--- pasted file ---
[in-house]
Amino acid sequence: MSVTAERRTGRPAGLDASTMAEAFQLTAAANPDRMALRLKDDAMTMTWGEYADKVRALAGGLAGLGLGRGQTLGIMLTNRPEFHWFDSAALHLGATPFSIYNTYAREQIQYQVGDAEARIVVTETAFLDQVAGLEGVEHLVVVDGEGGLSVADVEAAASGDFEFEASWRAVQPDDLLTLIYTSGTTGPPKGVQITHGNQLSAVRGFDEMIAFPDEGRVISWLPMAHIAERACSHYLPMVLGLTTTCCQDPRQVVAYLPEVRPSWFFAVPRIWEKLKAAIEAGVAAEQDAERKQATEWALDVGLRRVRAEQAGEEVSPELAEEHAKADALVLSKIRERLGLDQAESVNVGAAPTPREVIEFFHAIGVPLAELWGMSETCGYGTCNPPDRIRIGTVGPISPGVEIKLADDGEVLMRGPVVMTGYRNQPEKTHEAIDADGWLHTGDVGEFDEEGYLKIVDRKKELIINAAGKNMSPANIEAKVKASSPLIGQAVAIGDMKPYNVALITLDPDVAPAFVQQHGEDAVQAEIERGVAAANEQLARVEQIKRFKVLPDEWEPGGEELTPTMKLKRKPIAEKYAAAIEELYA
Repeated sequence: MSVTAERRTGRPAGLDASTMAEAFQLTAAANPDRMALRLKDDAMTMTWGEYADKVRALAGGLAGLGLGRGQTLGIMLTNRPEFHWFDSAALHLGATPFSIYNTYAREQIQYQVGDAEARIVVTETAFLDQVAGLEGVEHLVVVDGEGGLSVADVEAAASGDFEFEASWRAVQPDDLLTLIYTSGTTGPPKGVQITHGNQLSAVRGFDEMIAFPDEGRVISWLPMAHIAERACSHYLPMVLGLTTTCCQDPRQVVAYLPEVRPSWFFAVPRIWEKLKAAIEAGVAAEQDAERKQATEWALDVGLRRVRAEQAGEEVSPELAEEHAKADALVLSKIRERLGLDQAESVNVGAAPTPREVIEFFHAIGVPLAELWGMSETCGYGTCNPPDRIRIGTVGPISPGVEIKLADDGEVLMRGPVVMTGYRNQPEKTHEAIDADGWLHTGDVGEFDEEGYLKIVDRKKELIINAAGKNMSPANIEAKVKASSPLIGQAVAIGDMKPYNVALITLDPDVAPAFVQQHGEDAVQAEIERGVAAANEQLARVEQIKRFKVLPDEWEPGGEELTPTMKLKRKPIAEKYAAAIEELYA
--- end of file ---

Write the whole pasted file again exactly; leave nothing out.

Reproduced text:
[in-house]
Amino acid sequence: MSVTAERRTGRPAGLDASTMAEAFQLTAAANPDRMALRLKDDAMTMTWGEYADKVRALAGGLAGLGLGRGQTLGIMLTNRPEFHWFDSAALHLGATPFSIYNTYAREQIQYQVGDAEARIVVTETAFLDQVAGLEGVEHLVVVDGEGGLSVADVEAAASGDFEFEASWRAVQPDDLLTLIYTSGTTGPPKGVQITHGNQLSAVRGFDEMIAFPDEGRVISWLPMAHIAERACSHYLPMVLGLTTTCCQDPRQVVAYLPEVRPSWFFAVPRIWEKLKAAIEAGVAAEQDAERKQATEWALDVGLRRVRAEQAGEEVSPELAEEHAKADALVLSKIRERLGLDQAESVNVGAAPTPREVIEFFHAIGVPLAELWGMSETCGYGTCNPPDRIRIGTVGPISPGVEIKLADDGEVLMRGPVVMTGYRNQPEKTHEAIDADGWLHTGDVGEFDEEGYLKIVDRKKELIINAAGKNMSPANIEAKVKASSPLIGQAVAIGDMKPYNVALITLDPDVAPAFVQQHGEDAVQAEIERGVAAANEQLARVEQIKRFKVLPDEWEPGGEELTPTMKLKRKPIAEKYAAAIEELYA
Repeated sequence: MSVTAERRTGRPAGLDASTMAEAFQLTAAANPDRMALRLKDDAMTMTWGEYADKVRALAGGLAGLGLGRGQTLGIMLTNRPEFHWFDSAALHLGATPFSIYNTYAREQIQYQVGDAEARIVVTETAFLDQVAGLEGVEHLVVVDGEGGLSVADVEAAASGDFEFEASWRAVQPDDLLTLIYTSGTTGPPKGVQITHGNQLSAVRGFDEMIAFPDEGRVISWLPMAHIAERACSHYLPMVLGLTTTCCQDPRQVVAYLPEVRPSWFFAVPRIWEKLKAAIEAGVAAEQDAERKQATEWALDVGLRRVRAEQAGEEVSPELAEEHAKADALVLSKIRERLGLDQAESVNVGAAPTPREVIEFFHAIGVPLAELWGMSETCGYGTCNPPDRIRIGTVGPISPGVEIKLADDGEVLMRGPVVMTGYRNQPEKTHEAIDADGWLHTGDVGEFDEEGYLKIVDRKKELIINAAGKNMSPANIEAKVKASSPLIGQAVAIGDMKPYNVALITLDPDVAPAFVQQHGEDAVQAEIERGVAAANEQLARVEQIKRFKVLPDEWEPGGEELTPTMKLKRKPIAEKYAAAIEELYA